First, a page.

High Fructose Corn Syrup: Who Do You Believe?

Dear Brand Doctor,

It seems that every few months or so something new – both good and bad – comes out about high fructose corn syrup. I recently saw a TV ad created by a group called Sweet Surprise. The ad suggests that high fructose corn syrup is fine in moderation, nutritionally the same as sugar, and is natural since it’s made from corn. What gives?

Please Stop The Madness!

Dear Madness,

Yes, this whole high fructose corn syrup (HFCS) controversy has taken on a life of its own. We agree with you – it’s quite maddening!

This important issue has turned into a “He Said/She Said/They Said” whirlwind of information that’s not only confusing, but frankly, it’s hard to know what to believe anymore!

What is clear is that the Brand Doctors are far from sweet on this stuff. Check out what we wrote about HFCS last April.

As your trusty food sleuths, it’s our job to sort through all the conflicting information – and to provide an opinion based on our findings. Once we pass the information along, it’s up to YOU to decide what’s best for you and your family.

So, here’s our take on the “Sweet Surprise” HFCS campaign…and we’re sticking to it!

For years now, food experts have been warning consumers about the dangers of HFCS. Many feel it plays a major role in the obesity epidemics plaguing America and its youth.

We’re hoping consumers have been listening and opting for the brands that don’t contain this sweetener. In our opinion, consuming less HFCS would be good for the nation’s health… but not so good for the Corn Refiners Association’s (CRA) bottom line. That explains the recent launch of their $20 million (yes, $20,000,000) ad campaign aimed at making over the not-so-sweet image of HFCS.

CRA Core Messaging: High fructose corn syrup is natural since it’s made from corn and has no artificial ingredients. It has the same calories as sugar, so it’s okay to eat in moderation.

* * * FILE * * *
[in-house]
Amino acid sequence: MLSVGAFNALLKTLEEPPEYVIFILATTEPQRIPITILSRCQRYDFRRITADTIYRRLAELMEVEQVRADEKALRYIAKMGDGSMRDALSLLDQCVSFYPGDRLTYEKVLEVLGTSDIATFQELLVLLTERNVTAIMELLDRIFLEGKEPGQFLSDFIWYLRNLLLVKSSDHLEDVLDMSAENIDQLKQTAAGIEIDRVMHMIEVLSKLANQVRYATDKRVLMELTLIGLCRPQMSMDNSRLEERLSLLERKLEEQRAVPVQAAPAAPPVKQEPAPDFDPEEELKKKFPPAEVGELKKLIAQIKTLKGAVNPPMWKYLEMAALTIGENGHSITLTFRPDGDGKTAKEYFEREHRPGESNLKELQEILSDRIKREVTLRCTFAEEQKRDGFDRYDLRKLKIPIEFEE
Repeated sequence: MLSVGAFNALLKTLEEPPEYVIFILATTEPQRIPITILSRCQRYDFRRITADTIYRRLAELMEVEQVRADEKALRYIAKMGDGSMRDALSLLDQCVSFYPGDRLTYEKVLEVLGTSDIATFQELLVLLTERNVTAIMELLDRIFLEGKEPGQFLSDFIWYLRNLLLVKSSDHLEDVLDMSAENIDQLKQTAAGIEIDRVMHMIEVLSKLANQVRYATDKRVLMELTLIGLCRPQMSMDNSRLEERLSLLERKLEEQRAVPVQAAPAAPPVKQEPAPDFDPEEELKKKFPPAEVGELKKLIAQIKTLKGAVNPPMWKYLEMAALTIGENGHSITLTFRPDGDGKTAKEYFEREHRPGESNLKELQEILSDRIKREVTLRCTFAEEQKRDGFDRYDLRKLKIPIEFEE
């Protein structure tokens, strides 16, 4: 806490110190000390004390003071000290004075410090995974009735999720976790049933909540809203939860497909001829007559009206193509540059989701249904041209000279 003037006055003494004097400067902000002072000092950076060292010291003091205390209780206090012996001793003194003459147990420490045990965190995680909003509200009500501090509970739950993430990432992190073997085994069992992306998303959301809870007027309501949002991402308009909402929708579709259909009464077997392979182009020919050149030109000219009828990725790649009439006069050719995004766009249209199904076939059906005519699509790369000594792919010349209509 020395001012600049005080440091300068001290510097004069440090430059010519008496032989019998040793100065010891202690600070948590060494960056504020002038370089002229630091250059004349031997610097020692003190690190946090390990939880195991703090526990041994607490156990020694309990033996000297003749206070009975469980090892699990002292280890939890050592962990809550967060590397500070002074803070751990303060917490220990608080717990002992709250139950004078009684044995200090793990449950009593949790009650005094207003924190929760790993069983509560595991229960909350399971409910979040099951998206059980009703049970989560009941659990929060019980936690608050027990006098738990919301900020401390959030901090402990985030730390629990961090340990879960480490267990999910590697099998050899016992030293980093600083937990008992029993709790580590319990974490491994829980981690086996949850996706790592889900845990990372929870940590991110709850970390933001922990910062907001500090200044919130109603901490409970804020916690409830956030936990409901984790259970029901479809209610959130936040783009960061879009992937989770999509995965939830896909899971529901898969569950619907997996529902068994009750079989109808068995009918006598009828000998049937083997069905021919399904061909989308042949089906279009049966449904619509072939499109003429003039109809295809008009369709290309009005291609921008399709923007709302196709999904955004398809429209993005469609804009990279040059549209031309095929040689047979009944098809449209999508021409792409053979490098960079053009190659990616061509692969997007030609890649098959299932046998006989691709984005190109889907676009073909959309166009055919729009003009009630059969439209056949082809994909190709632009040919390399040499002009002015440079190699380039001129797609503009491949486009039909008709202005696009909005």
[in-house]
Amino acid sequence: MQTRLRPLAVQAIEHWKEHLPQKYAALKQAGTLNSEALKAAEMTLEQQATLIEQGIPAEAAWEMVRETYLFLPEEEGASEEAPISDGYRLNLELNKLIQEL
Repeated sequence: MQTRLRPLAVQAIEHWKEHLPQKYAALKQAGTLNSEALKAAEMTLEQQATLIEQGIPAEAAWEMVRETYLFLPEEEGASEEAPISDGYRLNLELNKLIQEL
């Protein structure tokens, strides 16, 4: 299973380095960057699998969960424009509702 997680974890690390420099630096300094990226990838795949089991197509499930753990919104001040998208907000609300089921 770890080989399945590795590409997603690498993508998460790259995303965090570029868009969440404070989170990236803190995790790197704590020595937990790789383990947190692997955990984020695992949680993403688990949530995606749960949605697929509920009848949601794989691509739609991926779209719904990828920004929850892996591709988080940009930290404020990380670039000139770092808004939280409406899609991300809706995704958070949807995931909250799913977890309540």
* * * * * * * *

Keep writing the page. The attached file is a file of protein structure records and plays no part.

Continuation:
This approach is simple and to the point. But is it true?

Decoding the Fine Print

For starters, we agree that all sugary foods should be consumed in moderation. Bravo CRA!

Grocery shopping
Unfortunately, HFCS has crept into just about EVERYTHING we eat or drink – from salad dressings, to yogurts, to breads and cookies, jams, barbecue sauce, and soft drinks.

If you’re not carefully reading food labels, odds are you’re being stalked by HFCS and consuming it all day long without knowing it. So much for moderate consumption!

Now onto the issue of HFCS being natural. Sorry, but no amount of advertising can convince our food sleuths that this stuff is Mother Nature-approved natural. Here’s why:

HFCS doesn’t actually exist anywhere in nature. It’s a manufactured product created by using enzymes to increase the fructose content of corn syrup to about 90%. Two of the three enzymes used in HFCS production are naturally occurring but the third is synthetic – and it’s this glucose-isomerase that causes concern.

The CRA claims that the synthetic enzyme is never actually added to the HFCS. Instead, the sugar mixture is simply passed over it and it interacts with glucose to produce fructose. Hmmm.

Okay, then what about this fun fact: During the production process chemical bonds are broken and rearranged, making it… well, not natural, right?

This “Sweet Surprise” campaign is turning sour fast. But, if you’re still on the fence, read on, because like syrup the plot has thickened recently for our friends at CRA!

News Flash: According to a recent Reuter’s UK news article, a study published in the current issue of Environmental Health revealed that researchers found detectable levels of mercury in nine of 20 samples of commercial HFCS. Gulp! But, you guessed it, an organization representing the refiners is disputing these published results.

Looks like this “mercury” issue is stirring up another “He said/She said” scenario for this controversial sweetener! Our heads are spinning…how about yours?

Reality Check

It looks like we’re back to square one, so now what? Well, here’s what we know for sure:

High fructose corn syrup May or May Not:

  • Cause obesity
  • Be natural
  • Contain mercury

Here’s what we say: When in doubt, opt for brands that DO NOT contain this suspect sweetener. There are so many other brands that don’t contain HFCS, so why risk it?

Not sure where to turn? We can help.

You won’t find any sweet surprises on our latest and greatest list of BestBrands.

Remember, when you’re armed with a little eBrandAid know-how, you’re in control at the grocery store.

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In Our Opinion: The information contained in the eBrandAid e-newsletters is strictly based on the opinions of the eBrand Doctors. We have created a set of guidelines that we believe will help shoppers to better understand and decode food labels on products found in most grocery stores. Our mission is to help shoppers find the healthier brands that have the least amount of chemicals and other junk ingredients.

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